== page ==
A triumph of high-tech engineering on East Sussex coastline, designed by Marks Barfield
by Harri Närhi
In many ways, going up the i360 in Brighton, or the world’s tallest moving observation tower, is akin to flying. The whole experience is heavily mediated by the idea of air travel, visitors are greeted onto their ‘flight’ by British Airways staff acting as if to take you on a faraway journey, and indeed the view itself is something achieved only by an impressively high vantage point. i360 architects David Marks and Julia Barfield, creators of the world-renowned London Eye, have managed to deliver an experience so awe-inspiring it leaves you craving for more than your afforded 20-minute slot. The i360 might have taken a total of 12 years to conceive, but there’s a sense that it’s here to stay, and will ascend to the front stage of successful 21st century British landmarks.
My visit was blessed with clear blue skies and sunshine, allowing for almost unhindered maximum visibility if it wasn’t for the masses of camera-wielding tourists. The weather conditions were almost too good, as the harsh sunlight created glaring reflections in every attempted snapshot. Perhaps the experience would be more enjoyable if there was less pressure to cram in as many photos from every possible angle, and more time to observe the smoothly shifting landscape. Aside from being a stunning work of modern architecture and design, the i360’s main selling point is the unparalleled outlook onto the whole of Brighton and its surroundings- including the South Downs national park, the English Channel, and (apparently) on a clear day, the tip of the Isle of Wight.
Designed so that you can barely feel it move, the i360 glides smoothly to a height of 138 metres, before pausing for a few minutes and descending back to ground level. The sheer variety of natural and constructed scenes possible from the i360 entirely justify building it in Brighton, as few other places combine so stunningly elements of natural and urban life. Ten times the size of a London Eye pod, the i360 feels massive yet secure, and combines extreme height with a tangibly smooth journey that has the potential to cure a fear of heights.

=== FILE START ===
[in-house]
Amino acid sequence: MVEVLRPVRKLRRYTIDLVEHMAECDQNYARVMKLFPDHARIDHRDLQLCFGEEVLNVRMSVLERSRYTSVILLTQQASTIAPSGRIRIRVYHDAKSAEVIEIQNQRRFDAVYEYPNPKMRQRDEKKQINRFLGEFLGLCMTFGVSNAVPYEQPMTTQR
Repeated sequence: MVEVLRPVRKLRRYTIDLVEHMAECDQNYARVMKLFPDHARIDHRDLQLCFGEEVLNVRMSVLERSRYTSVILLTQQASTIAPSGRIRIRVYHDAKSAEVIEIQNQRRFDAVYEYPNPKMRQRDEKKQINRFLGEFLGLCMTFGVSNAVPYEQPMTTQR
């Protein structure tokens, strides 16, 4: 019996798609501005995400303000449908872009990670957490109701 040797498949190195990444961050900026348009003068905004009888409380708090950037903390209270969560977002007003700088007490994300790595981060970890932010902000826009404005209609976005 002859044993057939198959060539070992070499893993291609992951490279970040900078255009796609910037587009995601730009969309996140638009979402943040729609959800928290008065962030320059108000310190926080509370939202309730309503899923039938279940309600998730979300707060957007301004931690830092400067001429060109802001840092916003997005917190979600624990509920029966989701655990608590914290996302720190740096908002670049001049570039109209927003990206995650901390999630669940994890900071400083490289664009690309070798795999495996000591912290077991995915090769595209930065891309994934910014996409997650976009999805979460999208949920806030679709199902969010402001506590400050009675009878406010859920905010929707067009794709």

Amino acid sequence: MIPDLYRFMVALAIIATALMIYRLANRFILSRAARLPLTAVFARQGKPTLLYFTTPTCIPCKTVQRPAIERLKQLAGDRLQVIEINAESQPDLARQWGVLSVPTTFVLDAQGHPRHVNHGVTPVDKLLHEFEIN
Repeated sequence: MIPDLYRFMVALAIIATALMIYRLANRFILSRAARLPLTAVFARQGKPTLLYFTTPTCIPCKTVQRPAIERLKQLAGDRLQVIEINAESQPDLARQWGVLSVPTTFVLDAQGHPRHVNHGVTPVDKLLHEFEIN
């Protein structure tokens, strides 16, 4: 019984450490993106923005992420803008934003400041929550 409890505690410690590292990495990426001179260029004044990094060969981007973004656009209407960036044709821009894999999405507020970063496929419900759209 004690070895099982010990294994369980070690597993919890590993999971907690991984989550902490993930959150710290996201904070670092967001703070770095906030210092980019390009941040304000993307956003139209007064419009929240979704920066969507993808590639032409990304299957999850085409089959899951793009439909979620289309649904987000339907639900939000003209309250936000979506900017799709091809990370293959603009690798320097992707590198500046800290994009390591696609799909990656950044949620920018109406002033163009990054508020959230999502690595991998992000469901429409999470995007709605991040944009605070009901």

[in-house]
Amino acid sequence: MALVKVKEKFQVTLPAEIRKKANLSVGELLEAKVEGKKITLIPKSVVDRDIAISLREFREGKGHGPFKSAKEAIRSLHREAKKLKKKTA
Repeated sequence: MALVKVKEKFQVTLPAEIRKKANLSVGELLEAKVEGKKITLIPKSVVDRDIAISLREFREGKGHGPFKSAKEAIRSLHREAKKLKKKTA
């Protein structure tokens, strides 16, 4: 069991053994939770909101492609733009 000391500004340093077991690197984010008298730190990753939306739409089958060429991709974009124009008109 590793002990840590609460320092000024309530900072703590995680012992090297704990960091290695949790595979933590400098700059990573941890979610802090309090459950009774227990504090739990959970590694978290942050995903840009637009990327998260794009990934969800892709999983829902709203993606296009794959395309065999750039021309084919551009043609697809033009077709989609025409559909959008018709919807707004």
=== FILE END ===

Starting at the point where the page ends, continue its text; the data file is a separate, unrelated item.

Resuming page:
However, the i360’s journey to where it is now did not come without its problems, and any visit to Brighton makes evident why. Famous for its Victorian and Regency-era buildings, Brighton has a distinct architectural identity and along with it being a historic seaside tourist destination, there is a quintessentially English character to the city. Along comes the i360: a massive, daunting, futuristic lollipop plonked right onto prime Brighton seafront. Before being built, the i360 faced considerable backlash from the local community, many complaints focusing on its garish inability to blend into the surrounding atmosphere. Indeed the London Eye fits more comfortably in a modern metropolis already cosy with the idea of tall glass skyscrapers, whereas in Brighton, the i360 is the only thing like it for miles.
Although it attracts controversy and continues to play a visually prominent role on an otherwise relatively homogenous Brighton seafront, the i360 has already made its mark in the worlds of architecture, design and tourism. Whether it stands the test of time and continues to attract tourists throughout England’s rainier seasons remains to be seen.